‘Chritsy’s Old Organ”, “What Katy did” to “David Copperfield”, “Oliver Twist”, “Dombey & Son”, “Robinson Crusoe” etc. and Pears Cyclopaedia which dad had one Christmas‘.(Hampton, 27)
For many working-class authors reading and writing was a form of escapism. This was also true for Nora; it was one of her passions which she implemented onto her children. On a call with Nora’s daughter Rosemary, she told me that her mother passed her passion on to herself and to her sons, Frank and John. They were advised to read for fun and as a pastime. Because of this, Rosemary, Frank and John were thankful to their mother for introducing them to reading.
Nora describes how she read anything that came to hand, and she read the Bible until the ‘pages fell out’ (Hampton, p17). As the Bible was such a prominent feature in the home, Nora choosing to read the Bible before any other literature is not uncommon, as I mentioned in my Habits, Culture and beliefs post Nora would be at Sunday School from 9.30 a.m. to 7.30 p.m., school for the rest of the week, and then on top of this helping her mother with her domestic duties, because of this, Nora would not have time to read for pleasure. However, Rosemary told me that while Nora was minding Frank when he was a baby, she used to place a Dickens’ novel on the pram and push her son around while reading. Also, with the pocket money she saved she would buy each Dickens’ novel from the Birmingham Mail and would read the collection repeatedly. Nora briefly mentions this portraying how she ‘read “David Copperfield” when [she] was nine and anything of Dickens. “Robinson Crusoe”, “Uncle Tom’s Cabin” (Hampton. 17). Charles Dickens was popular amongst the working classes. In his study on ‘Rereading the English Common Reader: A Preface to a History of Audiences’, Jonathan Rose highlights which authors had the most influence on working-class people. Dickens came second after the Bible. Indeed, Dickens regarded himself as one of the common people and, in his novels he sympathized with working people, exposing the injustice against them. This may be one of the reasons behind Nora’s fascination with Dickens as popular culture ‘accurately reflects the attitudes of the masses’ (1992, p48). At times, It could be suggested that Nora imitates Dickens’ writing style, as when she talks about working-class people who are poorer than her (mentioned in my Education and Schooling blog post) and empathizes with them. Like Dickens, she exposes injustice by mentioning it was the politicians at the time who caused mass poverty.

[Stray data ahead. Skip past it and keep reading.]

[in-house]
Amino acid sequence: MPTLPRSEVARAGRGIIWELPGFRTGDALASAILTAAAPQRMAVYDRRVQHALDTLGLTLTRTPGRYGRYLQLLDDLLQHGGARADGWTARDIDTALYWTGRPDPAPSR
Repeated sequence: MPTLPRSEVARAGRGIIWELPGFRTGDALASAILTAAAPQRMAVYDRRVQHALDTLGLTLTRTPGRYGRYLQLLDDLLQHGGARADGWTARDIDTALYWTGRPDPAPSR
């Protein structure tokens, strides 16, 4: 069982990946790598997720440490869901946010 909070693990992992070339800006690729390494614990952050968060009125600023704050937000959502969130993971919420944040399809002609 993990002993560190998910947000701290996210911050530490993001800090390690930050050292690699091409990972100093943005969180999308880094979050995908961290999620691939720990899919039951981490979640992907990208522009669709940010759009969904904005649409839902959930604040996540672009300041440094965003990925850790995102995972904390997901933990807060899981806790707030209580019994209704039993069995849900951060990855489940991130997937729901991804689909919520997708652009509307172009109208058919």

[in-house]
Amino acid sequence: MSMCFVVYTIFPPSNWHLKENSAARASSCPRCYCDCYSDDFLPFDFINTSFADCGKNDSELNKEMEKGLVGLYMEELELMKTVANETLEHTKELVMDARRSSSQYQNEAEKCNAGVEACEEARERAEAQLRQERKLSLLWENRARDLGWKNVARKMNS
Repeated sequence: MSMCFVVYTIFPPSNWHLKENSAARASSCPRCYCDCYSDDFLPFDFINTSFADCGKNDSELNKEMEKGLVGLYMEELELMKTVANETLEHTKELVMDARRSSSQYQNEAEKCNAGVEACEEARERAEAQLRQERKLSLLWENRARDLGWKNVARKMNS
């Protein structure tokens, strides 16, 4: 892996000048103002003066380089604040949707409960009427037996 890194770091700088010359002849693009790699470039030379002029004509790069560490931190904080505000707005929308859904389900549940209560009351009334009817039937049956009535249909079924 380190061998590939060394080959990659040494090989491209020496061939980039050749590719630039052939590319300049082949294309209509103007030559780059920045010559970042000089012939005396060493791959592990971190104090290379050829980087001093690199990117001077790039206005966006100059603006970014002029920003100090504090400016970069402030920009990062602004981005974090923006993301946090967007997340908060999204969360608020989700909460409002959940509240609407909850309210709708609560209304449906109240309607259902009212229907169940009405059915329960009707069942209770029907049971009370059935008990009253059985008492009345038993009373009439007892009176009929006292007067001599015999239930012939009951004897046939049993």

Throughout her memoir, Nora refers to Dickens’ David Copperfield several times. The Dickens’ novel traces the life of David Copperfield from birth to mature manhood, although Nora’s memoir does not discuss her adulthood it could be suggested that she would have included it if she hadn’t unfortunately passed away. her memoir follows the same structure as the Dickens’ novel so reading it during her childhood may have sparked her interest in writing the memoir of her life.
- Hampton, Nora, ‘Memories of Baptist End, Netherton, Dudley in the period 1895-1918’ Burnett Archive of Working Class Autobiography, University of Brunel Library, Special Collection, 3:68. Accessible by: http://bura.brunel.ac.uk/handle/2438/10931
- 3:0068 HAMPTON, Nora, ‘Memories of Baptist End, Netherton, Dudley in the period 1895-1918’, TS, pp.63 (c.26,000 words). Brunel University Library.
- Farrell, J., 2020. Charles Dickens and working-class literature. [online] Culturematters.org.uk. Available at: <https://www.culturematters.org.uk/index.php/arts/fiction/item/3358-dickens#:~:text=Dickens%20always%20regarded%20himself%20as,popular%20with%20the%20ordinary%20folk.&text=Taking%20this%20stance%20led%20Dickens%20to%20develop%20a%20new%20type%20of%20novel.> [Accessed 11 May 2021].
- Rose, Jonathan, ‘Rereading the English Common Reader: A Preface to a History of Audiences.’ Journal of the History of Ideas, 53.1 (1992): 47-70.
- Wikipedia, n.d. Cover, first serial edition of 1849. [image] Available at: <https://en.wikipedia.org/wiki/David_Copperfield> [Accessed 11 May 2021].
- Feature Image: NateDSanders.com, 2016. Charles Dickens First Edition, First Printing of ”David Copperfield” in Serialized Form — Rare in Original Green Wrappers. [image] Available at: <https://natedsanders.com/blog/2016/09/charles-dickens-first-edition/> [Accessed 11 May 2021].
- Interviewing Nora’s daughter Rosemary Macadam: Macadam, R., 2021. Asking Rosemary about her life and her mothers – Nora Hampton.